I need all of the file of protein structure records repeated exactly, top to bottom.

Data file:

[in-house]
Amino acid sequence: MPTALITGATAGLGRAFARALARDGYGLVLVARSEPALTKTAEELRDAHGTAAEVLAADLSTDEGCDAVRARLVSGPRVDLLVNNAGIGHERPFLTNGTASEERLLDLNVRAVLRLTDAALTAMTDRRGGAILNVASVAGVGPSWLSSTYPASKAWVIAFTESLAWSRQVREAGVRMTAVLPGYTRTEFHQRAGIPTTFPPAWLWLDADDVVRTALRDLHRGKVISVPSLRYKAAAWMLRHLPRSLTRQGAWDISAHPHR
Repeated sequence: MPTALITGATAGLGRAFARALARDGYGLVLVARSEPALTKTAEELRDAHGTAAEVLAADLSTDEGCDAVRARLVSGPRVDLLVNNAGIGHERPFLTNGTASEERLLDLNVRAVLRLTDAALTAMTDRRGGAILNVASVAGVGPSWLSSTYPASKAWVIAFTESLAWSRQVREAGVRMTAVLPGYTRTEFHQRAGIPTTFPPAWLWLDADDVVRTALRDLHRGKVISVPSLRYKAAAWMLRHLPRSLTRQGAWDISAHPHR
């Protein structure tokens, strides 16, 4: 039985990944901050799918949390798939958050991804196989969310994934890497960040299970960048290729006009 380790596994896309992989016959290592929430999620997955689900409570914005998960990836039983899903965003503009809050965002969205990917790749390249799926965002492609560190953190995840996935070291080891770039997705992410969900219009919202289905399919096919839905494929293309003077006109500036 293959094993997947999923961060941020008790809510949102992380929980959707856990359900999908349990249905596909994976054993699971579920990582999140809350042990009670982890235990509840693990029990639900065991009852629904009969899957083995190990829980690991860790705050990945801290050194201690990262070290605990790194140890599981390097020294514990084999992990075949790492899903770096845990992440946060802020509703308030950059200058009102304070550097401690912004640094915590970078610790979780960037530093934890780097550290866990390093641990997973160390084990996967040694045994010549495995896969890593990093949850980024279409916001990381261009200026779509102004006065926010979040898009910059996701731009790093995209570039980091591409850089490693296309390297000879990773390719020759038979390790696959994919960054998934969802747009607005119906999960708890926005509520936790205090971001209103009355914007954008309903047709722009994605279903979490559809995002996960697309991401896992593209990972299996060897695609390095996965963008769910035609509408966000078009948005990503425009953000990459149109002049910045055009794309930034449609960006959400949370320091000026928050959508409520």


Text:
[in-house]
Amino acid sequence: MPTALITGATAGLGRAFARALARDGYGLVLVARSEPALTKTAEELRDAHGTAAEVLAADLSTDEGCDAVRARLVSGPRVDLLVNNAGIGHERPFLTNGTASEERLLDLNVRAVLRLTDAALTAMTDRRGGAILNVASVAGVGPSWLSSTYPASKAWVIAFTESLAWSRQVREAGVRMTAVLPGYTRTEFHQRAGIPTTFPPAWLWLDADDVVRTALRDLHRGKVISVPSLRYKAAAWMLRHLPRSLTRQGAWDISAHPHR
Repeated sequence: MPTALITGATAGLGRAFARALARDGYGLVLVARSEPALTKTAEELRDAHGTAAEVLAADLSTDEGCDAVRARLVSGPRVDLLVNNAGIGHERPFLTNGTASEERLLDLNVRAVLRLTDAALTAMTDRRGGAILNVASVAGVGPSWLSSTYPASKAWVIAFTESLAWSRQVREAGVRMTAVLPGYTRTEFHQRAGIPTTFPPAWLWLDADDVVRTALRDLHRGKVISVPSLRYKAAAWMLRHLPRSLTRQGAWDISAHPHR
């Protein structure tokens, strides 16, 4: 039985990944901050799918949390798939958050991804196989969310994934890497960040299970960048290729006009 380790596994896309992989016959290592929430999620997955689900409570914005998960990836039983899903965003503009809050965002969205990917790749390249799926965002492609560190953190995840996935070291080891770039997705992410969900219009919202289905399919096919839905494929293309003077006109500036 293959094993997947999923961060941020008790809510949102992380929980959707856990359900999908349990249905596909994976054993699971579920990582999140809350042990009670982890235990509840693990029990639900065991009852629904009969899957083995190990829980690991860790705050990945801290050194201690990262070290605990790194140890599981390097020294514990084999992990075949790492899903770096845990992440946060802020509703308030950059200058009102304070550097401690912004640094915590970078610790979780960037530093934890780097550290866990390093641990997973160390084990996967040694045994010549495995896969890593990093949850980024279409916001990381261009200026779509102004006065926010979040898009910059996701731009790093995209570039980091591409850089490693296309390297000879990773390719020759038979390790696959994919960054998934969802747009607005119906999960708890926005509520936790205090971001209103009355914007954008309903047709722009994605279903979490559809995002996960697309991401896992593209990972299996060897695609390095996965963008769910035609509408966000078009948005990503425009953000990459149109002049910045055009794309930034449609960006959400949370320091000026928050959508409520």